Wednesday, November 25, 2020


Hello again, after a surprisingly short (for me) period of time! I'm not sure if anyone reads this blog, or blogs in general, but if you've gotten this far you might as well read the rest of the post.

In news that is not related to Busted Synapses, two anthologies came out with stories of mine in them! One original, one reprint. The original is "Where You Lead, I Will Follow: An Oral History of the Denver Incident" in the Baen Books anthology Weird World War III, edited by Sean Patrick Hazlett. I'll be writing a full post about it later (hopefully after another surprisingly short period of time), but basically it's the tale of how Pokemon Go destroyed the world. The anthology also includes many other stories of a US-Soviet war that never was from writers like John Langan, Martin L. Shoemaker, Nick Mamatas, Alex Shvartsman, Eric James Stone, and many others. Read more about the anthology and get your own copy at the Baen site.

Also out this month (along with Busted Synapses, which I'm getting to) is Wonder and Glory Forever: Awe-Inspiring Lovecraftian Fiction (Dover Publications), edited by Nick Mamatas. This one includes my Lovecraft/Cordwainer Smith mash-up "You Will Never Be the Same," first published way back in 2013. Also includes stories by Laird Barron, Molly Tanzer, Victor LaValle, and others. Get a copy at Books, Inc., or wherever else fine books are sold.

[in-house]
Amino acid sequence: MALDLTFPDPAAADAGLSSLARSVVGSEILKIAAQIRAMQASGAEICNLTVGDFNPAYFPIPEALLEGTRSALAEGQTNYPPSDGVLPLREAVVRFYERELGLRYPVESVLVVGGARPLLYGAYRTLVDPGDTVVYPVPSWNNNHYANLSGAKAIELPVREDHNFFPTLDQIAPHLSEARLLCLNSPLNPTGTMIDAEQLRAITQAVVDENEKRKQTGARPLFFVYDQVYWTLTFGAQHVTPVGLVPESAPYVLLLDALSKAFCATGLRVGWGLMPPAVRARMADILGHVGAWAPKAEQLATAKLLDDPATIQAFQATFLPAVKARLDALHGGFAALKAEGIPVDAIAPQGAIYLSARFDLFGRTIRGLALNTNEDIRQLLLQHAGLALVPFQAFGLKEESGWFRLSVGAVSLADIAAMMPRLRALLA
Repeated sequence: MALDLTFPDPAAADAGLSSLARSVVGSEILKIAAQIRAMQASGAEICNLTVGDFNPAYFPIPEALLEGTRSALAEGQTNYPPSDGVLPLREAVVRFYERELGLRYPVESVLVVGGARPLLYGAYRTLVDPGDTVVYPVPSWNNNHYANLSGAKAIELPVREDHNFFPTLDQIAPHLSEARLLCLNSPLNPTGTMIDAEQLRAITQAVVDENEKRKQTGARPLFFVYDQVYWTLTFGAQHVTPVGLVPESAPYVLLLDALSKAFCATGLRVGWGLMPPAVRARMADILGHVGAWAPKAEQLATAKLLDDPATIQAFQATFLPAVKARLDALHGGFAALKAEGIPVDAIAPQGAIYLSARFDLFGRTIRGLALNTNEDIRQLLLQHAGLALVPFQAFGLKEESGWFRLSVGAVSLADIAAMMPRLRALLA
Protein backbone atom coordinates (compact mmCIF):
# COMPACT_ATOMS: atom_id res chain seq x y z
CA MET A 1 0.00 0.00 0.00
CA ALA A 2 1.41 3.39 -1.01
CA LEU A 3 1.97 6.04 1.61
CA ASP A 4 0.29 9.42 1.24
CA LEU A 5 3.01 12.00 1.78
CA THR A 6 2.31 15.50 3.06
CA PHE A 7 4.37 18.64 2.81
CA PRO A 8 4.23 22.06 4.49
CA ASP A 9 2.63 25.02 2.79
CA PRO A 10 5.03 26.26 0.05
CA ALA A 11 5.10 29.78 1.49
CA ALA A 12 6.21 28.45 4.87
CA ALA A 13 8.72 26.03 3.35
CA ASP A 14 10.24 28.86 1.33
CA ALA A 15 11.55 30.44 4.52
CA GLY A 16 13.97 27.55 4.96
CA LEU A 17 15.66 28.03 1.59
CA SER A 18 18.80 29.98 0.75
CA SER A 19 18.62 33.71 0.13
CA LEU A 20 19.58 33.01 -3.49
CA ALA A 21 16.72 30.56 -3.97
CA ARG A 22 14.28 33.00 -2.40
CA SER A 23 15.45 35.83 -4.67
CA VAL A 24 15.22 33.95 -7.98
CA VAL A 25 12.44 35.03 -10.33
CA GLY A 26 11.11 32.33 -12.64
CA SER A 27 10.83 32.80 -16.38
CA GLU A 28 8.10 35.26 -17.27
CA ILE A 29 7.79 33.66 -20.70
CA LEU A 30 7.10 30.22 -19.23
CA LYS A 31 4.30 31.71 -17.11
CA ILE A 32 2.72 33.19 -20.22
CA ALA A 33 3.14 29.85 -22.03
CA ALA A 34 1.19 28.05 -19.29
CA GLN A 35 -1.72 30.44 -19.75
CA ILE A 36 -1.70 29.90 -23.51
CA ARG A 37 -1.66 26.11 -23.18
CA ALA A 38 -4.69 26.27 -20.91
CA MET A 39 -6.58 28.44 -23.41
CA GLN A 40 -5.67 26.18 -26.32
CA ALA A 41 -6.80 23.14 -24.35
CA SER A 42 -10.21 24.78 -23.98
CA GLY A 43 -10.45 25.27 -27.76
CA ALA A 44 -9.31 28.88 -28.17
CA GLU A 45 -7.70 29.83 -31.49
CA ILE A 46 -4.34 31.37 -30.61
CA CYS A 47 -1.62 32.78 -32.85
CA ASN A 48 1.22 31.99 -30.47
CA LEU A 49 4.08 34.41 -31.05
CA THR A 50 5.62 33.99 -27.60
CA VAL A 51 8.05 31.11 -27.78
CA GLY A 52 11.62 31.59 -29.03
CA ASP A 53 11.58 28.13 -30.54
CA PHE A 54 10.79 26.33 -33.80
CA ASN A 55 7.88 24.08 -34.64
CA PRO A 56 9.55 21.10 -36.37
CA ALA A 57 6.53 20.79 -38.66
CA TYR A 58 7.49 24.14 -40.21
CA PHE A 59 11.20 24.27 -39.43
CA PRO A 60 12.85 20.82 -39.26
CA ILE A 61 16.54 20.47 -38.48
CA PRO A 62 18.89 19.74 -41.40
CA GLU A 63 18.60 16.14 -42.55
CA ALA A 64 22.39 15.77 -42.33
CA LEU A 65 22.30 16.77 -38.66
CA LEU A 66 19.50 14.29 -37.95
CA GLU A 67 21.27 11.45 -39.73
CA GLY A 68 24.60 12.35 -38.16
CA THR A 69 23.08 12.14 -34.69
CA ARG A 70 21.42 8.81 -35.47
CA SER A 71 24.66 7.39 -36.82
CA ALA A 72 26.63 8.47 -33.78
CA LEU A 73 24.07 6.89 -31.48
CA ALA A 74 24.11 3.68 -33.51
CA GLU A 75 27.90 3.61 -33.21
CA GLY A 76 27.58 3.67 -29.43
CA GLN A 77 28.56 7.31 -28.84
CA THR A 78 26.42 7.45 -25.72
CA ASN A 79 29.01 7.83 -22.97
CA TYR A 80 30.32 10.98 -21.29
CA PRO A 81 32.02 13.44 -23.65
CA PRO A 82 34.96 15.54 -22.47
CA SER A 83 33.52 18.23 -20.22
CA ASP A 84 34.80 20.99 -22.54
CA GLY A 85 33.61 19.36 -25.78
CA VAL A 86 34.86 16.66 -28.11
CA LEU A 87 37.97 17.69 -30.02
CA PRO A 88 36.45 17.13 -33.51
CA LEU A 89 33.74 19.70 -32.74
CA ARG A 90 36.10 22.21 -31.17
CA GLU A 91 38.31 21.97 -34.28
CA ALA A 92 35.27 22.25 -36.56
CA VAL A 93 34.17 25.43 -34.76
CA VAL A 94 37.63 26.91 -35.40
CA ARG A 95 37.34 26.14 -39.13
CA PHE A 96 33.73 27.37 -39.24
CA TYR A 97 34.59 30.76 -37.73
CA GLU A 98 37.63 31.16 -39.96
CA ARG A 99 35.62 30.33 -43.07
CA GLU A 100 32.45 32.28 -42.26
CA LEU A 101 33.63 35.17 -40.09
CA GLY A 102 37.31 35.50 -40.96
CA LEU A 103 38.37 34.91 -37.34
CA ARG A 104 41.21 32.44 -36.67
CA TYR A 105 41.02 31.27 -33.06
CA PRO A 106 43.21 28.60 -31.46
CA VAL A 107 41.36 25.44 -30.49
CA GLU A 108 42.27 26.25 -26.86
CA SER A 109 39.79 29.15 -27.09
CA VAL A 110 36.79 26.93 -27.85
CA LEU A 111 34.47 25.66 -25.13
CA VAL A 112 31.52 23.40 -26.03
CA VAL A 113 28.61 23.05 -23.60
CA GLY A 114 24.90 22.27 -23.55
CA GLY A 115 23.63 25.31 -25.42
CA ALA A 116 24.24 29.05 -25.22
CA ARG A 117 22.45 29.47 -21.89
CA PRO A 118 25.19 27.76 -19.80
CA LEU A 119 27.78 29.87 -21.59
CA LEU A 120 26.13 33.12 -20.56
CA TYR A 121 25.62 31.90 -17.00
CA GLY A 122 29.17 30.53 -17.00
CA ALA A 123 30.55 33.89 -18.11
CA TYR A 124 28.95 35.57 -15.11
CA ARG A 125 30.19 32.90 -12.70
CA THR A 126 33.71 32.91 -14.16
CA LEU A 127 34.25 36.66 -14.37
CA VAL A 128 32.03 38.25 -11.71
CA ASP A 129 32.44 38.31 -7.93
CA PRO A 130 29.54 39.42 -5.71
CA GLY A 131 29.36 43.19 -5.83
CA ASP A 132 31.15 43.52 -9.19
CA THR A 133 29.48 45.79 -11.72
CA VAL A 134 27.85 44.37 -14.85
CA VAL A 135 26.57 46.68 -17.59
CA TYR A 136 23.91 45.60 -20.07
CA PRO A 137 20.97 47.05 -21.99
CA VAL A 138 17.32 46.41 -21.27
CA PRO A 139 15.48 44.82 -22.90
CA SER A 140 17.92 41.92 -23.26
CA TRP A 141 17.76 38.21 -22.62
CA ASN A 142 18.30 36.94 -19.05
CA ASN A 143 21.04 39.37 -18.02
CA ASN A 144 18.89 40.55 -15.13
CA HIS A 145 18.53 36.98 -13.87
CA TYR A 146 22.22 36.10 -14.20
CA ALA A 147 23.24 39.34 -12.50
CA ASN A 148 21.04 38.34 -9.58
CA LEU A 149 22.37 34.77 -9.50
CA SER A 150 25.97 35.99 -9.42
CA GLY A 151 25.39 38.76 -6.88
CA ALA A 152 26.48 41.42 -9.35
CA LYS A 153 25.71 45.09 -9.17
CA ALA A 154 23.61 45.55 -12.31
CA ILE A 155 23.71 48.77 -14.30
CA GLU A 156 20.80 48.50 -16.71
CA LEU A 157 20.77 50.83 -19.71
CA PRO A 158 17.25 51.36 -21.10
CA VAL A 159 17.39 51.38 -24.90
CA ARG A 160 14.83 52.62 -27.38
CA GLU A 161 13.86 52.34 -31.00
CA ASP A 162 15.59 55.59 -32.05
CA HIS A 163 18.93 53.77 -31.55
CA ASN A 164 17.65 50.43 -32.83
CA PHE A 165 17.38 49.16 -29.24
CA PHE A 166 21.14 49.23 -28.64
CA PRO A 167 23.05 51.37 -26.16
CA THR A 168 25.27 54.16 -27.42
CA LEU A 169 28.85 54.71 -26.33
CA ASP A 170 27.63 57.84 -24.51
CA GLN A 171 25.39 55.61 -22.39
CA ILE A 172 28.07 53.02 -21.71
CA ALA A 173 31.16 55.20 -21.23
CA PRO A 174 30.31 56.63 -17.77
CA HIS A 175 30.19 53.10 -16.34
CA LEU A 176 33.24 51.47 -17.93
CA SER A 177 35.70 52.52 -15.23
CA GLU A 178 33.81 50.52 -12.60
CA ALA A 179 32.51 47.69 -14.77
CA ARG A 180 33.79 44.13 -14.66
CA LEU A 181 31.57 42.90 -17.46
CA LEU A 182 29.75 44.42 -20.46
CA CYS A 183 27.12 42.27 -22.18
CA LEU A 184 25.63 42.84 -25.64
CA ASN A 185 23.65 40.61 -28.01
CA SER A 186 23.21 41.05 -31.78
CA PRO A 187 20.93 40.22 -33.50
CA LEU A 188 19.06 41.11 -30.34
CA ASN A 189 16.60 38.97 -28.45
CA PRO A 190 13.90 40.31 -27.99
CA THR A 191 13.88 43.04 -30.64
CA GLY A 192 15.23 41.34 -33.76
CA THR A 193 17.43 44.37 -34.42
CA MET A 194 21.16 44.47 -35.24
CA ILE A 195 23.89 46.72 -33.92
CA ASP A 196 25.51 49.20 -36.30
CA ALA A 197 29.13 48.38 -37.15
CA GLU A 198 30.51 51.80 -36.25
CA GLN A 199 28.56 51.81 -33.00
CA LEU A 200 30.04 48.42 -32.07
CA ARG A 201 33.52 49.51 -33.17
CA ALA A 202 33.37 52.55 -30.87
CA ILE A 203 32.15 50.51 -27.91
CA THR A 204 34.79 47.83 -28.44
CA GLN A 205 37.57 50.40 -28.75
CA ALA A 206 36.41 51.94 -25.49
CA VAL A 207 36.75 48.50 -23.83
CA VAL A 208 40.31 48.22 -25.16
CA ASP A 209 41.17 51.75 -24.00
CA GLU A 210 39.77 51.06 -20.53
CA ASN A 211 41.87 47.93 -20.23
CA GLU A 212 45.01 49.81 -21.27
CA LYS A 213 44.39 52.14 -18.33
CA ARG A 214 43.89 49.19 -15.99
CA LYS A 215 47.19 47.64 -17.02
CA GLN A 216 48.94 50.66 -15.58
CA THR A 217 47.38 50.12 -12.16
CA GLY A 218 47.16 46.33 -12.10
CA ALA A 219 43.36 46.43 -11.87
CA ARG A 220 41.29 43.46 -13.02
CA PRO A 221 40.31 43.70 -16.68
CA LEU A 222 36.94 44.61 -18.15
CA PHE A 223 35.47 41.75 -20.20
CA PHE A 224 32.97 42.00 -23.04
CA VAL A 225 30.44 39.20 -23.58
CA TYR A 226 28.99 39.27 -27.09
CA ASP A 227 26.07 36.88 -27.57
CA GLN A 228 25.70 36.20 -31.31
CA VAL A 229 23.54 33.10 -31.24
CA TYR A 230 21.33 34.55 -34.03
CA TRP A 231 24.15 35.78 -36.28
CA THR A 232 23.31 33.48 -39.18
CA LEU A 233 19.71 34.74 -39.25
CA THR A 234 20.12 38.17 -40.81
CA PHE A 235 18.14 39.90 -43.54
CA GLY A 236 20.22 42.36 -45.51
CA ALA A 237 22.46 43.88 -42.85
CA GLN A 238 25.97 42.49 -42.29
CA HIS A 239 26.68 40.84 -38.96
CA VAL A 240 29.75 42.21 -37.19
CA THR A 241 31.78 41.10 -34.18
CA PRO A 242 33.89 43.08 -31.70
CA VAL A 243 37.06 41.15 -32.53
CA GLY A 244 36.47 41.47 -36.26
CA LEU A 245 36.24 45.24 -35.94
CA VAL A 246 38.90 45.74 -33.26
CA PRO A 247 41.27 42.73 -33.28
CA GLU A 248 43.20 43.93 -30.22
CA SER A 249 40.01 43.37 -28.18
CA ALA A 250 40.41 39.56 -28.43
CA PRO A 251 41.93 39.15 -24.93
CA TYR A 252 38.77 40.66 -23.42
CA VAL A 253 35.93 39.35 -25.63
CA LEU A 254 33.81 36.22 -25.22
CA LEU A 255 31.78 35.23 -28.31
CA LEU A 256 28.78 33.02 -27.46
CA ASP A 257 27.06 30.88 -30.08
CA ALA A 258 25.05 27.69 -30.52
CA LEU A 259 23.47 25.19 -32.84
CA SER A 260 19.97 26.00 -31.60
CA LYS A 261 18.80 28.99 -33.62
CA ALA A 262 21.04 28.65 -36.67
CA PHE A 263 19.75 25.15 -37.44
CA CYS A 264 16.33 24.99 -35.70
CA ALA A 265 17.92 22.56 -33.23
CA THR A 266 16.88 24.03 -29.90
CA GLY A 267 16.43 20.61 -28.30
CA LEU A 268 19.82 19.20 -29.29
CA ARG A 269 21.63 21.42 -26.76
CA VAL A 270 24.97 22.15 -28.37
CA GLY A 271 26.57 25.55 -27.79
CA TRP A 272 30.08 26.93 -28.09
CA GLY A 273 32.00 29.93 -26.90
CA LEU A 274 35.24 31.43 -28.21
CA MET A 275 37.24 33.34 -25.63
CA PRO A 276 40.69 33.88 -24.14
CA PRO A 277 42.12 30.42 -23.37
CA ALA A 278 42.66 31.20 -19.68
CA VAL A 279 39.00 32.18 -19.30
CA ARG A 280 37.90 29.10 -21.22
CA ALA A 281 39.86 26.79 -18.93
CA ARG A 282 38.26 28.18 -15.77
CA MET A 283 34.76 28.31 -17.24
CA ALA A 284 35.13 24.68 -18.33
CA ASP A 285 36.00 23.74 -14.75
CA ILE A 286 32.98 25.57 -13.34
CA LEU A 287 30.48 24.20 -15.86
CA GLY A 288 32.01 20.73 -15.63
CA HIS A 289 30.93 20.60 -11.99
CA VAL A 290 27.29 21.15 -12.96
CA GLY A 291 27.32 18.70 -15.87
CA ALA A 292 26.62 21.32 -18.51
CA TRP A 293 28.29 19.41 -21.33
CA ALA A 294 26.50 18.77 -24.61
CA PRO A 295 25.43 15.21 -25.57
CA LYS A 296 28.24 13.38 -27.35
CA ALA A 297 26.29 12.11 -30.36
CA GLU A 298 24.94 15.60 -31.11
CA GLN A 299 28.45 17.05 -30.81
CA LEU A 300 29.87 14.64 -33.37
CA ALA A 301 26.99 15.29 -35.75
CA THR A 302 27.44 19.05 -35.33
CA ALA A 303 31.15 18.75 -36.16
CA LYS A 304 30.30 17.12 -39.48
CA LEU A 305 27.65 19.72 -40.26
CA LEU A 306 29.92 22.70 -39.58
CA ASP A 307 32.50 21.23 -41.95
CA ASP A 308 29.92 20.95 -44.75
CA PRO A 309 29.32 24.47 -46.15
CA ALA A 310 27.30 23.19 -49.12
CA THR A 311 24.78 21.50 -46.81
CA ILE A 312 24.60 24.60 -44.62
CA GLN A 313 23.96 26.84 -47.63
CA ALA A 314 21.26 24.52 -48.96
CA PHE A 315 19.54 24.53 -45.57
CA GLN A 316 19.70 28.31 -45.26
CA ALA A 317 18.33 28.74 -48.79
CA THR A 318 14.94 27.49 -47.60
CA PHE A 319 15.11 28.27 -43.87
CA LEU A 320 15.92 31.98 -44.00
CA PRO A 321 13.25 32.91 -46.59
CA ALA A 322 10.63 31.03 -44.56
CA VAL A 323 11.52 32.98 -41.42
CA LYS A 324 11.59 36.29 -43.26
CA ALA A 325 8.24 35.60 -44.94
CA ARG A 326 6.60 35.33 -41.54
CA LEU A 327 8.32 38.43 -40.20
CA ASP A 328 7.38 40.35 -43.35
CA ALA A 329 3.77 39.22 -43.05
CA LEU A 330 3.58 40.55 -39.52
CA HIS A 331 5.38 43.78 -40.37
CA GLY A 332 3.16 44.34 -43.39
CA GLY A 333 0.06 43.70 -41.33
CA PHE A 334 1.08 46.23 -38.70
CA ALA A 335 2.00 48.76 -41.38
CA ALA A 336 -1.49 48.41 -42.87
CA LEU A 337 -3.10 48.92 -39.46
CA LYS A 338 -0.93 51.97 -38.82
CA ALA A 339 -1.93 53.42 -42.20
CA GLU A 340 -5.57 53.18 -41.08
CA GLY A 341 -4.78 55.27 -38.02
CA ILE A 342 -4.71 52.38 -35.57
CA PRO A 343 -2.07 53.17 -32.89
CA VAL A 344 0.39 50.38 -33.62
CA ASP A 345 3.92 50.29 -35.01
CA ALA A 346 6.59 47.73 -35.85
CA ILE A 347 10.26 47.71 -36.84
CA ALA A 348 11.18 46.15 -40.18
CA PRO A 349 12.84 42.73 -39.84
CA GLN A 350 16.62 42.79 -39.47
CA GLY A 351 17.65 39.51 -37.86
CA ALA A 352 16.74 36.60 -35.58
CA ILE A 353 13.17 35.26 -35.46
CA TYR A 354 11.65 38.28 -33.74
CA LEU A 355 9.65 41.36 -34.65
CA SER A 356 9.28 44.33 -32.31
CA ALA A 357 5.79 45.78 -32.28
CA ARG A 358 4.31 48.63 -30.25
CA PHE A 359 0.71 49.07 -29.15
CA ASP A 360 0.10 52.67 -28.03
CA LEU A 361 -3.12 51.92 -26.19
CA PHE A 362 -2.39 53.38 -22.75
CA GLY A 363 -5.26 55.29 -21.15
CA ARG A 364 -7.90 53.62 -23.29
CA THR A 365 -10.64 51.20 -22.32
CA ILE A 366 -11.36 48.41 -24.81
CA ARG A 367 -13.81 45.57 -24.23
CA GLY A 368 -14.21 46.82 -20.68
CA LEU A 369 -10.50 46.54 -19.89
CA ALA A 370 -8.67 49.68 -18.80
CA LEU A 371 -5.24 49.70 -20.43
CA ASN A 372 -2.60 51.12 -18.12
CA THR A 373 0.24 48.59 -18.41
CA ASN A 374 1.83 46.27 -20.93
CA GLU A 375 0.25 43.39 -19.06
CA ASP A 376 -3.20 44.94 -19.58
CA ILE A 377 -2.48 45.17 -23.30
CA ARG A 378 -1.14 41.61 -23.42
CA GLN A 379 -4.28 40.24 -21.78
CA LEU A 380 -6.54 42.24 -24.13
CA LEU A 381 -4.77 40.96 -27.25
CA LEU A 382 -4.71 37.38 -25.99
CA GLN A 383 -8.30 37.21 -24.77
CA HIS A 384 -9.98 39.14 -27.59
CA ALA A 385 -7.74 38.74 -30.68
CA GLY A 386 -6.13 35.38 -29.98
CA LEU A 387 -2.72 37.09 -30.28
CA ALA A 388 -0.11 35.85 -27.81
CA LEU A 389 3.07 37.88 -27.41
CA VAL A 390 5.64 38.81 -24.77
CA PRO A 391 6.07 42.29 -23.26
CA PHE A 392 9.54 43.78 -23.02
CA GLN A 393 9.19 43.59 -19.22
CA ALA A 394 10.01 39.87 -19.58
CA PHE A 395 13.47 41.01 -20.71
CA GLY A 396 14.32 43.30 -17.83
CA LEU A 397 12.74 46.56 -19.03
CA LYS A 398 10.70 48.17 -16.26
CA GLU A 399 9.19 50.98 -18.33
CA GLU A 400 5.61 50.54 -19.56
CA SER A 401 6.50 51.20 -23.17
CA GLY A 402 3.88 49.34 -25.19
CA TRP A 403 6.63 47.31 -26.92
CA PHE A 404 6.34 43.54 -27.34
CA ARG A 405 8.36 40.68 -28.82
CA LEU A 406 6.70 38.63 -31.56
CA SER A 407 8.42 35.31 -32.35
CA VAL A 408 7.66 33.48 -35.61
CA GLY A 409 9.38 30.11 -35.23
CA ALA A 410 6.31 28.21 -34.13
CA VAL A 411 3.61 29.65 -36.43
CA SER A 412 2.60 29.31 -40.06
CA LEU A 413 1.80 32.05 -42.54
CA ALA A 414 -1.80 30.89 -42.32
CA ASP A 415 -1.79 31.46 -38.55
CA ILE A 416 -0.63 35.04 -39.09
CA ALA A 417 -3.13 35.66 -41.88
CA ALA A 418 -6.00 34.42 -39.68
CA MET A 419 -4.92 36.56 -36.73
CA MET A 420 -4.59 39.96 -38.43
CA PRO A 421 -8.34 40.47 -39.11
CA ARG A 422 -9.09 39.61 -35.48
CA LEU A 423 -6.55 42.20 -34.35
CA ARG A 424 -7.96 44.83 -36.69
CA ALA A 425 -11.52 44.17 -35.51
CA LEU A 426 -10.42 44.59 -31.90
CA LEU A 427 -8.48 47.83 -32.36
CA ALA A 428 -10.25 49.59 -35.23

Now for the part where I talk about Busted Synapses! It's been out for three weeks now, and while I haven't collected many reviews yet (gee, it's like it came out on Election Day or something), the ones I've gotten have been fantastic, both in terms of being positive about the book and also making me feel personally good as hell. Over at Pamphlets of Destiny, Lawrence Burton says "Busted Synapses grabs that familiar, thoroughly depressing reality outside the window by the sack and gives it a goodly twist, just like proper science-fiction should. The call centers, screen addiction, and human populace reduced to economic resource will be known to most of us. The rest is extrapolated from where we are right now, but not by a whole lot, and not enough to leave us cosily reflecting on how at least things aren't yet this bad because they sort of are but for the small print."

And at Parsecs & Parchment, JonBob writes "Busted Synapses is the shot in the arm the genre needs. It has that gritty techno-pessimism that’s at the heart of cyberpunk, and it doesn’t offer a rosy picture of the future or indeed offer any solutions, but it has done what modern cyberpunk needs to do in order to have a future, and that’s start critiquing the corporatism of our own society which, in many ways, is manifesting the very dystopia the progenitors of the genre warned us about decades ago." (You can also read my interview with JonBob at P&P!)

Finally, on the off chance you're not completely content-ed out, you can read my Big Idea essay at John Scalzi's blog on rural cyberpunk: what it is, where it's going, why I made it up. And last but certainly not least, check out my episode of Podside Picnic, where I talk a little about Busted Synapses but mostly about short stories (most of which you can read for free!)

And that's it for now! If you'd like a review copy of Busted Synapses, please email me at satifka at gmail dot com. And if you've already read it, please take a moment to drop a short review (even star-only reviews are fine) at Amazon or Goodreads; they really do help both with sales and also with the appeasement of my neurotic existentialism.

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